Women and Wiki

“What has Wikipedia’s army of volunteer editors got against Kate Middleton’s wedding gown?” Tim Walker focuses in on gender biases, particularly how they pertain to the infamous Wikipedia. He backs up his findings of the gender bias by pointing out the example of Kate Middleton’s wedding dress:

“Before last year’s Royal Wedding was even over, for instance, there was already an article on Wikipedia about Kate Middleton’s wedding dress. There was also a debate raging on the accompanying “article for deletion” page about whether it should be allowed to remain. The 1,600-word article survives to this day; so does the debate…But many were in favour of keeping the entry, including Wikipedia’s founder, Jimmy Wales, who weighed in. “I hope someone will create lots of articles about famous dresses,” Wales wrote. “Our systemic bias caused by being a predominantly male geek community is worth some reflection in this contest. We have nearly 90 articles about Linux distributions… I think we can have an article about this dress. We should have articles about 100 famous dresses.”

He also goes on to describe the big difference in amount of females taking part in Wikipedia edits compared to males. To read the full text of Tim Walker’s article click on this link.

Even though the amount of men editing Wikipedia articles compared to woman is a bit baffling and sheds light on a more pressing issue, I think that Walker’s article exaggerates the issue as it directly relates to Wikipedia. One part of his argument that I find greatly misleading and just down right irrelevant is the word count of articles.

“Word count: How coverage compares

Sarah Burton fashion designer, 443 words vs Chris Bangle BMW designer,842 words

Sex and the City 6,000 words vs The Sopranos 9,000 words

Baseball cards 5,000 words vs Friendship bracelets 250 words

Author Pat Barker 1,200 words vs GTA’s Niko Bellic 2,900 words”

Ultimately, I think the word count sheds little light on the issue of gender biases, but rather focuses on characteristic traits of the genders. When I first saw the section of the article “Word count: How coverage compares”, my first thought was that the difference came in the style of writing, not a bias. For me this comparison just showed me that the writers  and editors of the more feminine article were able to get across their answers in a more succinct manner than their manly counterparts.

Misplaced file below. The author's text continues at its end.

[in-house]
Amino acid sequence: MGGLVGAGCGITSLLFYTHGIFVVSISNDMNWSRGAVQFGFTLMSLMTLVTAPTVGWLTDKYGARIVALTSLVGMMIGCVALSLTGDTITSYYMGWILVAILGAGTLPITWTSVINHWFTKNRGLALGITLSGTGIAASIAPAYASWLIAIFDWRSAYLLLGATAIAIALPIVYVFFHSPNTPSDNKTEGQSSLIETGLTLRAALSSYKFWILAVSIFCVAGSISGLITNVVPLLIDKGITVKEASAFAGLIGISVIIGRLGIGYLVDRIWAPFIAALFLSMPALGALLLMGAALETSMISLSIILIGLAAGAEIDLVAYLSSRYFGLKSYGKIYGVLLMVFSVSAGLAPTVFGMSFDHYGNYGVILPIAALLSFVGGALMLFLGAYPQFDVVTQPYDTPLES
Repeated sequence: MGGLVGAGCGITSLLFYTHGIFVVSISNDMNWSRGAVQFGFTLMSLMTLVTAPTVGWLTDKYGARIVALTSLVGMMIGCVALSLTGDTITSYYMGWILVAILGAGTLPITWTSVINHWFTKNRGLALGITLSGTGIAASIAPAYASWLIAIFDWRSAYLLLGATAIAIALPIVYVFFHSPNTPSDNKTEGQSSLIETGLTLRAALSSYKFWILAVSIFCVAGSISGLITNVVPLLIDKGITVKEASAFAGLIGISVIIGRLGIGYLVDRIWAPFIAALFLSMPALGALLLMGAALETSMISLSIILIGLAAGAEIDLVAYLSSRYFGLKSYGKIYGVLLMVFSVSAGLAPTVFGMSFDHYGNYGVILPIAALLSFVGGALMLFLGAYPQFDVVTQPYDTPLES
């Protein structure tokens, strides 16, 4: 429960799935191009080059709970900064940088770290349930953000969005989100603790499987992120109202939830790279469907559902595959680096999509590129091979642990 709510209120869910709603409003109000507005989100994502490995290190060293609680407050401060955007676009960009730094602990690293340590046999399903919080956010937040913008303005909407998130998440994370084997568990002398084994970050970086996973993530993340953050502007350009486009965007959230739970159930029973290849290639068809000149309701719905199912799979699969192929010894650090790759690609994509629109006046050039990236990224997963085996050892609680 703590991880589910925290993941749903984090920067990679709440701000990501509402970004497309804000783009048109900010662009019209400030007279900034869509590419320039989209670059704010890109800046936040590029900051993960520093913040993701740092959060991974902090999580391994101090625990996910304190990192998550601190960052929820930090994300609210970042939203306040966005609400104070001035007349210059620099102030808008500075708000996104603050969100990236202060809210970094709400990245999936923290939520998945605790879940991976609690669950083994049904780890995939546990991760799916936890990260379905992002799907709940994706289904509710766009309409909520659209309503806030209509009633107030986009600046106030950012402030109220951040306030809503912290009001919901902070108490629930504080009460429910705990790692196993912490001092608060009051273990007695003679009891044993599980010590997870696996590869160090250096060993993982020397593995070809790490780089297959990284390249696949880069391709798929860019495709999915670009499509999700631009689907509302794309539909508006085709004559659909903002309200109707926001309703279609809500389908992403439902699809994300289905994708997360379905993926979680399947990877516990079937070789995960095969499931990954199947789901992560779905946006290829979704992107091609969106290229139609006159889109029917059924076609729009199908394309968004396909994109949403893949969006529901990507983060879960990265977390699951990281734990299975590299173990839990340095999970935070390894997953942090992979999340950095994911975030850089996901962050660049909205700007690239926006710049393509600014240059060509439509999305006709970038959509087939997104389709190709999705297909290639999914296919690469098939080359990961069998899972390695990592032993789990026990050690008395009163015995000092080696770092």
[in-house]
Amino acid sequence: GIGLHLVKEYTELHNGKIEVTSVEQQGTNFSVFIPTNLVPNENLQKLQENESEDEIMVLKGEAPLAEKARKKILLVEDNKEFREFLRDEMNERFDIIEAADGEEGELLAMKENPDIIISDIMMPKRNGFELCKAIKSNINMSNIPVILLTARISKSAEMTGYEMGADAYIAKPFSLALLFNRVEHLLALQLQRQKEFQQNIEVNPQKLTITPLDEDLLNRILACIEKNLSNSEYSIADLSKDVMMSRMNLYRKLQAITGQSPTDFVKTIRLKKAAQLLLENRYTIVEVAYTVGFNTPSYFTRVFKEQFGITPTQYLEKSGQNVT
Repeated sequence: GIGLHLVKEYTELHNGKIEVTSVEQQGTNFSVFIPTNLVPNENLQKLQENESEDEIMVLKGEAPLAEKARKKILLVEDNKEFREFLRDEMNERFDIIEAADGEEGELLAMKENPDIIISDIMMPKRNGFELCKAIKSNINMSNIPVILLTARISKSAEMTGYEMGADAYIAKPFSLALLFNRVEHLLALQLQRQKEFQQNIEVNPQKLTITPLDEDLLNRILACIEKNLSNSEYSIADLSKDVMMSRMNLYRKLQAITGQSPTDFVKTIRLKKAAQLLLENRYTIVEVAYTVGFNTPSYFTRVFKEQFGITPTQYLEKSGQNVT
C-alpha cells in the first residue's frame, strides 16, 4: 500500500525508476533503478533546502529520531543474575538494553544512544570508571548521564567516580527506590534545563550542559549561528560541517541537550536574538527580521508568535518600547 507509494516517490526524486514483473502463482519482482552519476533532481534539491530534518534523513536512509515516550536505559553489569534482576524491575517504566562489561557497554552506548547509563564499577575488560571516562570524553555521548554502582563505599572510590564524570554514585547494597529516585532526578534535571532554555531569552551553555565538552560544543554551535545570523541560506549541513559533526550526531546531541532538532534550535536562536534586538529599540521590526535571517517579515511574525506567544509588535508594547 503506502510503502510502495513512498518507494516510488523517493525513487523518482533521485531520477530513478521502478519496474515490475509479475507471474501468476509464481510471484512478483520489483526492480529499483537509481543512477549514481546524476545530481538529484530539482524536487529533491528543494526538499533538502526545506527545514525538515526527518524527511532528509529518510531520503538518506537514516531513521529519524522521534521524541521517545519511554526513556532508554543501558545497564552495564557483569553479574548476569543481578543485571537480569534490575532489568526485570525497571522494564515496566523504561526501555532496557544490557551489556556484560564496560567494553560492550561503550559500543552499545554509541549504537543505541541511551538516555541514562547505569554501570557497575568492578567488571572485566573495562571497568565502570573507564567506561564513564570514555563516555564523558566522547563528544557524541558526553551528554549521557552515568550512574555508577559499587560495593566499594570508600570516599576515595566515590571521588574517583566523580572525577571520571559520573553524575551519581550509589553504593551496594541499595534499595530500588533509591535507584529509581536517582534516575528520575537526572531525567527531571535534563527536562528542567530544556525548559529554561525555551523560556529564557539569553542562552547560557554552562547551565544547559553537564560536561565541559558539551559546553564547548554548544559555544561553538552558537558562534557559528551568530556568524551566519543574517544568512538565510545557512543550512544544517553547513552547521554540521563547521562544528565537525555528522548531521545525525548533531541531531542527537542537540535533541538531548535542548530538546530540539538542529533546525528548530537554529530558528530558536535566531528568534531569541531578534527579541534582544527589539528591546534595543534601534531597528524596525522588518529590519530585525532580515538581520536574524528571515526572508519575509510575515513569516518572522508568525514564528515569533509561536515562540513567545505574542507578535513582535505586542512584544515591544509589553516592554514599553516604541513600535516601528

I think that the unfriendly environment for female editors is an issue, but I believe that it is an issue that can plague anyone. I can see how the unfriendly environment can be more detrimental to woman because many times the comments attack things that the media has encouraged us to find important, such as physical appearance. I have seen countless comments posted on youtube or instagram that say things along the lines of she’s fat or she’s ugly. Many times the comments have little to do with the real meaning of the post.

The gender bias issue is definitely an issue, but I think the issue focused in Walker’s article is not one that holds much ground on its own.

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2 Comments

  1. I agree with your opinion that the word counts are misleading and an irrational way to argue the misrepresentation of women in edited Wikipedia articles. Writers have various levels of skill, some are more consise than others, and furthermore, how can anyone justify a word count as a means to prove bias? Some of the world’s greatest quotes are lengthy, say the first sentence of the Emancipation Proclamation (written by a man), whereas others are much shorter, such as Ghandi’sfmaous 10 word phrase: “be the change you wish to see in the world.” You have enlightened and developed a graet platform for argument: what is more meaningful, quantity or quality? The answer depends on the scenario.

  2. Our readings do suggest, though, that there is a style of communication that women just don’t want to participate in. Women are taught to avoid confrontation, they prefer a collaborative style. The articles present Wikipedia editorship as confrontational.

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